By On the occasion of our 20th anniversary
By Gustavo Arellano
By R. Scott Moxley
By Alfonso Delgado
By Courtney Hamilton
By Joel Beers
By Peter Maguire
By Charles Lam
California union leaders' opinion of James Martin Righeimer, a wealthy, 52-year-old, Newport Beach real-estate developer and one of the state's most vociferously anti-labor union activists, is pretty much what you'd expect.
"Jim Righeimer is a right-wing nut," says a high-ranking Orange County union official who asked to remain anonymous. "He's against fair wages, he's against the working class, and his motives are political. He is the quintessential Republican operative."
That sentiment isn't surprising. Righeimer's efforts to damage public-employee unions, a primary funding source for Democrats, predates by 17 years the newfound fame for Wisconsin Governor Scott Walker, who wants to end collective bargaining for public-sector unions in his state. In 1993, Righeimer helped to write Proposition 174, a failed school-voucher law that threatened the California Teachers Association. Five years later, he was involved in creating Proposition 226, which, had it been successful, would have outlawed the lifeblood of union power: automatic deductions from members' paychecks for dues. At one point, Righeimer admitted he'd been "kicking sand" in the faces of union bosses, who've spent at least $42 million to defeat his statewide initiatives and campaigns for public office.
Yet, despite that history of success, tired-looking union officers forced smiles when they recently emerged from a lengthy meeting in Righeimer's private Newport Beach office—the one that's decorated with photographs of him embracing the likes of Newt Gingrich, John Thune and Dana Rohrabacher, a former roommate. The union leaders had come in hopes of converting their old nemesis, at least temporarily, into an ally. Were they out of their minds?
"Hey, you've got to talk stuff out with people," replies Righeimer, who makes it no secret that he loathes pretty much everything that could be defined as liberalism. "But I'm not going to be pushed around by emotional pleas. I want to see facts. If somebody brings me information that I didn't know, I'll consider it. That's only fair."
If Righeimer weren't a gentleman, he could have simply declined to meet with them—and no one would have been surprised. After all, in the November election for Costa Mesa City Council, unions spent $200,000 on negative mailers against him. (They called him a "deadbeat" based on old, settled financial woes.) Police officers, members of the union with the most generous city contract, tailed and photographed his volunteers on the campaign trail.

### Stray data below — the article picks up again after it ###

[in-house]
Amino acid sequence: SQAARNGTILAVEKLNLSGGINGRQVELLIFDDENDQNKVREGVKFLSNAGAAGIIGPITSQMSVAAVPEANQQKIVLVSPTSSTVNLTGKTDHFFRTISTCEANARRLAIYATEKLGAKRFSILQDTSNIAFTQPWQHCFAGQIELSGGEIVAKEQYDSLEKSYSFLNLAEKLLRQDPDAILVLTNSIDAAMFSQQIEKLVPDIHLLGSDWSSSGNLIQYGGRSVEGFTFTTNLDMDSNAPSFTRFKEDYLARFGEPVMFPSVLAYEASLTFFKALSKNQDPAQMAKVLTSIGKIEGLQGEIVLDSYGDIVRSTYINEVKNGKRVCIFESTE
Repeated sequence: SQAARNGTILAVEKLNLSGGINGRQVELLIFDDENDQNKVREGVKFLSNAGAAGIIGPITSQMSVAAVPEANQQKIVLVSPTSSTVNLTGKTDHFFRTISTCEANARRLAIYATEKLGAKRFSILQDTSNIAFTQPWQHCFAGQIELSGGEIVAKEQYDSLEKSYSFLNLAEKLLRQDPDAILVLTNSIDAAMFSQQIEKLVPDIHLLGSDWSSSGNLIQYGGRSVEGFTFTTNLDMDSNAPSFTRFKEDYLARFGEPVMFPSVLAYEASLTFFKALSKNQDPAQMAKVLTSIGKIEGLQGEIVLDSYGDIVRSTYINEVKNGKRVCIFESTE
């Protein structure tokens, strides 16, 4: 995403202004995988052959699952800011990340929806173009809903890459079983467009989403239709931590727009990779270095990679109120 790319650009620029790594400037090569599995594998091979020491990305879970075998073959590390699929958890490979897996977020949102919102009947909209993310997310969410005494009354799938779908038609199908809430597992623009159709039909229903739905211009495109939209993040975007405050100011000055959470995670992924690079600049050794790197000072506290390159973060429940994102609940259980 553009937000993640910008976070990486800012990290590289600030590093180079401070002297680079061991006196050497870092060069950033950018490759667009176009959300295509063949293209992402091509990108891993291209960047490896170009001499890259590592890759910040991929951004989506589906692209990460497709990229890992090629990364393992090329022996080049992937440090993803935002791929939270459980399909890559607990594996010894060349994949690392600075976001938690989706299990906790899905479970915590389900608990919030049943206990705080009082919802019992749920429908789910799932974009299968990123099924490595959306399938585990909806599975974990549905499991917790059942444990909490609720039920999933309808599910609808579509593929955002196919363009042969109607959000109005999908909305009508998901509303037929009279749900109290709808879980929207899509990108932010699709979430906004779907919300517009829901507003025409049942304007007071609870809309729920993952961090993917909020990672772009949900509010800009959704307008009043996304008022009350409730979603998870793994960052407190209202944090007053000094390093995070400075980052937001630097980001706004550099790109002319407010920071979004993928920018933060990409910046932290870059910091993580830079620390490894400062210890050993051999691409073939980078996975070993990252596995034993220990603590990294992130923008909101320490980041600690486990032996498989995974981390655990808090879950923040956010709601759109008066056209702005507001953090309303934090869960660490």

Says Righeimer, "Tell me that wasn't intimidation."
Then, city employees watched in horror as he won.
From a union perspective, the election couldn't have been worse. The Christian conservative was the top vote-getter, became mayor pro tem, and was named co-chairman of a committee overseeing union contracts and all city spending.
"Go back two years, and the public wasn't yet with me on the issues," says Righeimer, referring to his losing 2008 council bid. "Now people understand we've got to do something. We can't keep kicking the can down the road. We can't keep spending money we don't have."
The national economic collapse rocked Costa Mesa, a suburban city of 116,000 people. City officials, who'd gone on a spending spree for more than a decade, found themselves staring at a $16 million deficit at the beginning of this fiscal year, even after having already depleted $35 million in reserves.
Also alarming to Righeimer is this projection: In five years, one-fourth of the city's budget will be devoted to retired-employee pensions, some of which top $250,000 or more annually. Many city employees are "paid way too much," he believes, noting that city staff have been reluctant to share complete numbers with the public.
"It's crazy," says Righeimer, who claims he is determined to stop "the bleeding." To execute his ideas, he joined a four-person alliance on the five-member, all-Republican city council. Councilwoman Wendy Leece, a recipient of generous union financial support, is alone in arguing that taxpayers can't pay police and fire employees enough. Mayor Gary Monahan and councilmen Eric Bever and Stephen Mensinger have consistently sided with Righeimer to do what previous councils avoided: confront budget woes head on, though Righeimer cringes at the suggestion he has played a more important role in that effort than have his allies.
This month, the council notified 203 city employees—about 40 percent of the staff—that they face layoffs. Companies can submit competitive bids in coming weeks to take over certain services. Outside consultants are being asked to help find more than $1.4 million in additional emergency cuts. Righeimer says that other municipalities in California are recognizing the need for such moves and contacting him for advice— because Costa Mesa "came out of the gate first."
"For far too long, we didn't downsize when we needed to," says Righeimer, a pal of Orange County Republican Party boss Scott Baugh, a corporate lobbyist who has equated any union political activity with corruption. "Therefore, the cuts that are now unavoidable are more painful. That's sad for everyone, including me."
Even a sacred-cow subject—police-department spending—isn't spared. Working closely with Monahan, Righeimer successfully championed the end of an expensive police-helicopter program called Airborne Law Enforcement Services (ABLE) that was "clearly an unnecessary luxury" because, he says, it never produced results to justify its costs.
"You hear the argument that spending more on police reduces crime," says Righeimer, who calls himself pro-law enforcement. "I don't think that's true. You could double the number of cops, and it wouldn't change the crime rate. We'd just have more speeding tickets being written on Harbor Boulevard."